After Trump, Biden goes aggressive on courts

WASHINGTON (thehill): President Biden has set an aggressive judicial agenda in his first five months, rapidly nominating a group of potential judges with an unprecedented emphasis on racial, professional and gender diversity.

His early effort to cement a lasting legacy on the courts comes after four years of former President Trump’s successful campaign of filling the judiciary with right-wing judges.

Biden has already nominated 24 people to the federal courts, three of whom have been confirmed by the Senate over the past two weeks.

“The most striking thing is they have really moved quickly out of the box with nominations,” said Russell Wheeler, a fellow at the Brookings Institution who studies the composition of the judiciary and the confirmation process.

Biden’s first slates of nominees have been notable for their personal and professional diversity, with the president seeking to add more women and people of color, as well as former public defenders and public interest lawyers, to the bench.

The emphasis on professional diversity came after a pressure campaign from activists who called on Democrats to take a new approach to selecting judicial nominees in order to add balance to a federal judiciary that is dominated by former prosecutors and corporate attorneys.

Democrats and activists have shown a sense of urgency around judicial confirmations after four years of the Trump administration and a Republican Senate majority making their own nominations a top priority.

During Trump’s one term, he saw 234 of his nominees confirmed to lifetime appointments on the federal bench, including three Supreme Court justices and 54 judges for the nation’s powerful appellate circuit courts.

Trump’s judges were overwhelmingly white and male and were largely drawn from pools of legal talent selected by conservative judicial activists like the Federalist Society.

And a study from three political scientists published late last year found that Trump’s appointees have proven themselves to be more conservative than those nominated by any recent previous administration, particularly when deciding cases concerning economic or labor regulation and civil rights and liberties.

Trump’s success at leaving behind a lasting conservative legacy on the courts has helped advocates make the case that Biden and Senate Democrats need to not only prioritize confirmations, but also change the calculus that goes into deciding who gets a lifetime appointment.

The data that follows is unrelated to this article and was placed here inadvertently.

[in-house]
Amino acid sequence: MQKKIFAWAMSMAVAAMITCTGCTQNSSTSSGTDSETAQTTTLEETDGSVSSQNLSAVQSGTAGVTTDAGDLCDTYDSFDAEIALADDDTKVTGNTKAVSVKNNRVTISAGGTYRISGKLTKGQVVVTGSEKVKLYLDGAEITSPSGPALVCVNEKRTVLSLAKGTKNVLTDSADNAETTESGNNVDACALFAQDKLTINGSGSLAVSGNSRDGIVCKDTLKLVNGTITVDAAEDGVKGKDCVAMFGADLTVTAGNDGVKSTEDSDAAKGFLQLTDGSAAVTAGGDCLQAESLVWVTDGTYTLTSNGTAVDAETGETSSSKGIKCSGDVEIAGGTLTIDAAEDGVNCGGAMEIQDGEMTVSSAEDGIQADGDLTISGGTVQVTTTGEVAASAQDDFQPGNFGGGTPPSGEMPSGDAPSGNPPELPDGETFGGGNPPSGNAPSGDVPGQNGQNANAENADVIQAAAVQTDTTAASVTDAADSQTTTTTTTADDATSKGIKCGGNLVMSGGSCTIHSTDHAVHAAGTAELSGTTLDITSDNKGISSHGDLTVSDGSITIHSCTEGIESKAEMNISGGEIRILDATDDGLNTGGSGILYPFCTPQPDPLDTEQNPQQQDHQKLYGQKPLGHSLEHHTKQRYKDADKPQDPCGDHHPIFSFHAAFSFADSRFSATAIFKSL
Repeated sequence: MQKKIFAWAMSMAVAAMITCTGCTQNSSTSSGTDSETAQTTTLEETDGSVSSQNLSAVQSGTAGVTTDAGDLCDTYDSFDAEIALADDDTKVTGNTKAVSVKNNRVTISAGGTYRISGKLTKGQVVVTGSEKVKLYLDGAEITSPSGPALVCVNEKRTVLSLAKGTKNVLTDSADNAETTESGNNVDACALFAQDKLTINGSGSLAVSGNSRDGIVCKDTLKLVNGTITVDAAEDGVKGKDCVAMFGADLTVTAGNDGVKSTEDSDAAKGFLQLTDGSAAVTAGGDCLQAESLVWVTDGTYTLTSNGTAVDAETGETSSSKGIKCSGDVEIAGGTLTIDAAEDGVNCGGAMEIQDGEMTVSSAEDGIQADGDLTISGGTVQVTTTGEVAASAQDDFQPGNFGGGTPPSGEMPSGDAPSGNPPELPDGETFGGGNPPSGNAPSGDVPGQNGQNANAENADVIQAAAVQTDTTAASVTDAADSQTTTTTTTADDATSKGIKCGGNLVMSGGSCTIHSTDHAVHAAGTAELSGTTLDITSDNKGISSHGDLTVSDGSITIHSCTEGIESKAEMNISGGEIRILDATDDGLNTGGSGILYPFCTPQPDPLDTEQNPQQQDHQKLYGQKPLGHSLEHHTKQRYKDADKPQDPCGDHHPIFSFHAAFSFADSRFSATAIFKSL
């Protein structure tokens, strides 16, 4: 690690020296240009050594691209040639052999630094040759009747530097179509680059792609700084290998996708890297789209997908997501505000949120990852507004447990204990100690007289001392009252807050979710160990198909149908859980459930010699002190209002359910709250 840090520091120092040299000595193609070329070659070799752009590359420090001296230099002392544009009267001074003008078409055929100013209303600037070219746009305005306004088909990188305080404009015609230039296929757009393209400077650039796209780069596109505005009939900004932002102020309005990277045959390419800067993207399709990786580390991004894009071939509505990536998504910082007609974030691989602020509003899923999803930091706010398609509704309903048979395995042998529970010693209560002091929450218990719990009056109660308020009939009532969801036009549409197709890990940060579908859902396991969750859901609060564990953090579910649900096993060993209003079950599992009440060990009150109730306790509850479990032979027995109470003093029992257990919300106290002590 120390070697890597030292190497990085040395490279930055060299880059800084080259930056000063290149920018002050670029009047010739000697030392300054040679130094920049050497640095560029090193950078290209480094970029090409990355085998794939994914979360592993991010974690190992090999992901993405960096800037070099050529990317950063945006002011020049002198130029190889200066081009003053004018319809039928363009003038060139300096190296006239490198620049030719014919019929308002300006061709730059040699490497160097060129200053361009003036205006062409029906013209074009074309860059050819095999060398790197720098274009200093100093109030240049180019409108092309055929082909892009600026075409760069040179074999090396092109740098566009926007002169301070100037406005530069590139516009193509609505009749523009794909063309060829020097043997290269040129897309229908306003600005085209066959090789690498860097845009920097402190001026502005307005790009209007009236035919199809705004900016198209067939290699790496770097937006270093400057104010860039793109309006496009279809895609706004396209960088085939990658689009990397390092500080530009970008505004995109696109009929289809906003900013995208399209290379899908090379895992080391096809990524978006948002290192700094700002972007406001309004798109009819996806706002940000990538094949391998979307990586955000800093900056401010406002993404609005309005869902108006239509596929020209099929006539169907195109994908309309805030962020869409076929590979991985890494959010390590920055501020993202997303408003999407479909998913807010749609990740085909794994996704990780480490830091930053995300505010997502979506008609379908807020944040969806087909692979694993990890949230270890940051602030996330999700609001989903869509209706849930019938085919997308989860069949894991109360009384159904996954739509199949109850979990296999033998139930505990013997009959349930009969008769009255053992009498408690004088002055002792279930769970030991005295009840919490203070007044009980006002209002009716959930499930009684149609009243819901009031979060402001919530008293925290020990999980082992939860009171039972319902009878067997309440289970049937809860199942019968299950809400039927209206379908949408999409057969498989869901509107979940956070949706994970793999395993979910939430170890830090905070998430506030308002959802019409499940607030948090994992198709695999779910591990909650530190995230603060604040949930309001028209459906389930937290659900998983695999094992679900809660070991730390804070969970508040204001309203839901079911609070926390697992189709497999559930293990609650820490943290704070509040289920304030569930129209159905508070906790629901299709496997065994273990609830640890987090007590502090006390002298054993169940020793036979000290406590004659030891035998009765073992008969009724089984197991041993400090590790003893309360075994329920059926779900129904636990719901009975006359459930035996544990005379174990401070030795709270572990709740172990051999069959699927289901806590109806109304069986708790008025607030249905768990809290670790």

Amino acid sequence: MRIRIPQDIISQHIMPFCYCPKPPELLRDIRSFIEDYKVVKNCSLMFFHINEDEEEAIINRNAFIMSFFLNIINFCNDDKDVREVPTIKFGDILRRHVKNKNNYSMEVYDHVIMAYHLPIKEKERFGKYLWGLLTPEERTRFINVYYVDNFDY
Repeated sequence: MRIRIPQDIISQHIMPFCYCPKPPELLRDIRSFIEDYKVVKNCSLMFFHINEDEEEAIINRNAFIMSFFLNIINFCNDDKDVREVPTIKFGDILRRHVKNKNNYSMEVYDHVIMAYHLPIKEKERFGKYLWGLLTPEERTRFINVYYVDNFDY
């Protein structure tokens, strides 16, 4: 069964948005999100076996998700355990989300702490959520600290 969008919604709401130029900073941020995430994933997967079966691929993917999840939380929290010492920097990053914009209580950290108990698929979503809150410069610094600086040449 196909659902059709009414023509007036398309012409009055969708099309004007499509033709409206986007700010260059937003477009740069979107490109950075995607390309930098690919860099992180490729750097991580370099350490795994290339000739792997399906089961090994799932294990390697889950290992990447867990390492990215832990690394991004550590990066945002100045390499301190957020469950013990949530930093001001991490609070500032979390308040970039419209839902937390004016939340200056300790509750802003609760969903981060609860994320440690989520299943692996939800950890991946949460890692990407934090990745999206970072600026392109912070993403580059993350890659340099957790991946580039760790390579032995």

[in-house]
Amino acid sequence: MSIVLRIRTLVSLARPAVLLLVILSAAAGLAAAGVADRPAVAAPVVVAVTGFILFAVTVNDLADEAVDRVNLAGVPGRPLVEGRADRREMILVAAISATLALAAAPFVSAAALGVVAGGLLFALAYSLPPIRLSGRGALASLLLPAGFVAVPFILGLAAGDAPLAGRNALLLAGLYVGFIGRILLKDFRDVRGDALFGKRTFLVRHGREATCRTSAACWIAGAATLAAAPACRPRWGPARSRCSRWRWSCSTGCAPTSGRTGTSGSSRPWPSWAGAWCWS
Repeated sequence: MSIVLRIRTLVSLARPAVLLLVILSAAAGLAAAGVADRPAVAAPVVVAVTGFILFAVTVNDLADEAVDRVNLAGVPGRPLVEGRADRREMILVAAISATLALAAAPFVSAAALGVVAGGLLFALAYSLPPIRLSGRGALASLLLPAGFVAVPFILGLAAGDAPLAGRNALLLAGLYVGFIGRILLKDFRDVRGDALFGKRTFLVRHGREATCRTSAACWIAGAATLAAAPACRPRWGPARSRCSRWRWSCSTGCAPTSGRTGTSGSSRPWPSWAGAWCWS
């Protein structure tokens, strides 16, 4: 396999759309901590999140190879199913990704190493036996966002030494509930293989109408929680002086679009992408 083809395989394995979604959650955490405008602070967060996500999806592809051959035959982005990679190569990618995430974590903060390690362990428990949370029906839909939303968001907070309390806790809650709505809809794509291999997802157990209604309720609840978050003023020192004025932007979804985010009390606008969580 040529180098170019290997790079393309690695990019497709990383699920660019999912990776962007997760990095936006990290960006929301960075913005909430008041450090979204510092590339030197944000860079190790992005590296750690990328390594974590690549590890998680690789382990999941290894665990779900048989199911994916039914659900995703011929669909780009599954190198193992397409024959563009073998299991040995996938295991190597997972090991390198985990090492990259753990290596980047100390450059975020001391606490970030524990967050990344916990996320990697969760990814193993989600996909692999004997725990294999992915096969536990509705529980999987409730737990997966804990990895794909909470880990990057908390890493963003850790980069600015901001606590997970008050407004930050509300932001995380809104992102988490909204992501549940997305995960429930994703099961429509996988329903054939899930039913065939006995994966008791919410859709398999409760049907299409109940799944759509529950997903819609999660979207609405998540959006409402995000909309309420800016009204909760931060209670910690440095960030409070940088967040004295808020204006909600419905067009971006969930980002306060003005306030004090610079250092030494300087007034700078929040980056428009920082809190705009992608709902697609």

The hope for those pressuring Democrats for a reassessment is that the administration can disrupt harmful legal consensus favoring the powerful by adding judges who spent their careers advocating for poor criminal defendants, civil rights or environmental protections.

Molly Coleman, the executive director of the progressive People’s Parity Project, said that the current imbalance on the court has made the legal system inhospitable to those championing causes and clients that sitting judges likely argued against as attorneys.

“Judging is complicated and there are many factors that go into it,” Coleman said. “We don’t know, when somebody is nominated, how they’re going to rule on every single case or every single issue that comes before them. But the best guess that we have is based on their past record, and so we need to be looking at what they’ve been doing and how they’ve lived their professional life.”

Jo-Ann Wallace, the president and CEO of the National Legal Aid and Defenders Association, said that her organization has been pleased by Biden’s commitment to nominating judges with experience representing low-income clients.

“Research tells us that in every study diversity matters and leads to more positive results, so having a diversity of viewpoints on the bench that includes, for example, more equal representation between public defenders and prosecutors, as well as civil legal aid, will enhance judicial decisionmaking just as it’s true in every other arena,” Wallace said.

“When you’ve worked either as a public defender or as a legal aid lawyer, when you have seen firsthand exactly how systems perpetuate inequity, then it’s going to better inform decisionmaking, because it will be tethered to realistic outcomes,” she added.

Senate Democrats, who are tasked with providing the White House with recommendations for nominations in their states, have with some exceptions largely heeded Biden’s call for judges who will bring different professional experiences to the bench.

This week, Senate Majority Leader Charles Schumer (D-N.Y.) hailed Biden’s nomination of Myrna Pérez, a voting rights advocate, and federal public defender Eunice Lee to the 2nd Circuit Court of Appeals.

“The cupboards of the federal judiciary have long been stocked with former prosecutors and corporate lawyers. It’s about time that civil rights attorneys, voting rights attorneys and federal defenders like these two outstanding nominees join the ranks,” Schumer said on the Senate floor Wednesday.

It’s still too early to tell whether Biden will be able to match Trump’s record on judicial confirmations or what impact his appointees will have on the legal system.

Wheeler said that Biden’s main hurdle will be the Democrats’ razor-thin margin in the Senate and whether they can hold on to it next year in the midterm elections. He expects Republicans to put up opposition to the White House’s high-profile circuit court nominees.

“The days when they used to make a nomination and the Senate confirmed them are gone,” Wheeler said. “There’s going to be a fight over each one of them, it seems to me.”